Hollywood Product: The Book of Eli
Think Menace II Post-Apocalyptic Society
GENRE: End-of-days allegory, sans Viggo Mortensen
THE PITCH: In a post-literate American wasteland, a savage town’s vicious leader named Carnegie (Gary Oldman, channeling the likes of Bruce Dern and Dean Stockwell) pursues drifter Eli (reliably stalwart Denzel Washington) for his mysterious book. It’s stylishly directed by the Hughes brothers, so think Menace II Post-Apocalyptic Society.
MONEY SHOTS: Eli swiftly dispatches a band of hijackers while silhouetted in a tunnel. Eli blasts Carnegie’s henchman during a Main Street shoot-out worthy of John Wayne. Young hottie Solara (Mila Kunis) tosses an explosive to fend off bad guys on wheels. The last act features a trashed national monument, in timeless end-of-the-world movie tradition.
BEST LINE: Eli makes a statement on faith and Solara asks, “Is that from the book.” “No,” he replies, “It’s Johnny Cash, Life From Folsom Prison.”
LEAST CREATIVE LINE: “I don’t want any trouble,” says Eli, which is what the strong, silent hero-types always say right before they start kicking ass. Speaking of which …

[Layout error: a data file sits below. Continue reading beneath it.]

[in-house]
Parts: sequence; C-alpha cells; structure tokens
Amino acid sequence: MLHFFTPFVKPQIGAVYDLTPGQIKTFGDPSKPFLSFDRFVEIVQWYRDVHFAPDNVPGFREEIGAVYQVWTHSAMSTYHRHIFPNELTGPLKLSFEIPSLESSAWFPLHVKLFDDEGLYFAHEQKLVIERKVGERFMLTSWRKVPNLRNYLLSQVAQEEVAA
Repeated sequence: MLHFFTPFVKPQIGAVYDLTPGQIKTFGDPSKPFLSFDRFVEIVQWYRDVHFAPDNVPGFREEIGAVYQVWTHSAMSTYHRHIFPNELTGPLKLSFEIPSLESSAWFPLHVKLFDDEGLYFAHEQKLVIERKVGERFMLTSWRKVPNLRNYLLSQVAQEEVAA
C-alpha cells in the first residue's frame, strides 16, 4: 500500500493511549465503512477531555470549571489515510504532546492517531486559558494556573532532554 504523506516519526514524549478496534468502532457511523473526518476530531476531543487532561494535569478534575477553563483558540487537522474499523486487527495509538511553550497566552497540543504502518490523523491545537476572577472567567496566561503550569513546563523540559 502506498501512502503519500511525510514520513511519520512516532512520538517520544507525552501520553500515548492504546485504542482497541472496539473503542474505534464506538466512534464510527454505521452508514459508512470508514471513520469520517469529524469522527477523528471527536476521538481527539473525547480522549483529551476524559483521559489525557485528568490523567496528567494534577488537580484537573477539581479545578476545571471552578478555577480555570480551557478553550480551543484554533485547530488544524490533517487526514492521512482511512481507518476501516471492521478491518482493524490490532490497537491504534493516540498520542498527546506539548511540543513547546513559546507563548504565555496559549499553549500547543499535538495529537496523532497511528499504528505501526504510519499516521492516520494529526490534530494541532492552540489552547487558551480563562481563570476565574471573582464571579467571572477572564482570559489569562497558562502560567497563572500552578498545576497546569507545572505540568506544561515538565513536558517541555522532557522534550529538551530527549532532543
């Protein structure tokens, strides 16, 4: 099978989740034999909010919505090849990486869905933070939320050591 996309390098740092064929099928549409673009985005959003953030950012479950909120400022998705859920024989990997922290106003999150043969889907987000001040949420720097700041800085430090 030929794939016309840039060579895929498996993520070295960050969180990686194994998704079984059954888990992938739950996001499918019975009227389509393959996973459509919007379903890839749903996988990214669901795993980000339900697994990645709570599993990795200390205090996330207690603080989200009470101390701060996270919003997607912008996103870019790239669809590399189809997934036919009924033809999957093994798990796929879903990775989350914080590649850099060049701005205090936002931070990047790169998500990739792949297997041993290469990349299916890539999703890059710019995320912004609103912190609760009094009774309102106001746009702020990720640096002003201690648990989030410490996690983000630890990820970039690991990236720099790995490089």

BODY COUNT: Almost 30, including multiple decapitations, a severed hand and arrows through the throat and crotch. Plus, a bird and one of those hairless Mr. Bigglesworth cats become supper.
CAMEOS: The suddenly ubiquitous Tom Waits does a nice job with a tiny role as a fix-it guy. Jennifer “Flashdance” Beals plays Carnegie’s blind mistress. A deceptively nice old couple named George and Martha are played by Michael Gambon and Frances de la Tour (the pairing of which suggests that Dumbledore and Madame Maxime became an item).
FASHION STATEMENT: An atmospheric disaster has cranked the sun (or maybe the ozone layer) to “extra crispy,” so everyone sports either oversized goggles or cool sunglasses. Most characters wear Mad Max castoffs, but Kunis’ outfit looks so spotless and contemporary, it’s like she’s en route to an Earth Day photo-op in an old-growth forest.
PRODUCT PLACEMENT: Those little moist towlettes from KFC become a viable form of currency. A trashed Busch beer truck is visible in the background of one scene.
SOUNDTRACK HIGHLIGHT: A hand-cranked phonograph incongruously plays “Ring My Bell.” At one point, head goon Ray Stevenson whistles one of Ennio Morricone’s spaghetti western themes.
THE BOTTOM LINE: The Hughes brothers groove on the Western and Road Warrior-style action tropes for the grimly enjoyable first half. Despite your hopes that the portentous book will be something surprising (like maybe The Joy of Sex or a Calvin and Hobbes collection), the film takes such a heavy-handed religious turn that The Book of Eli feels like one of those Left Behind adaptations. At least the early scenes are exciting in all the ways that The Road wasn’t.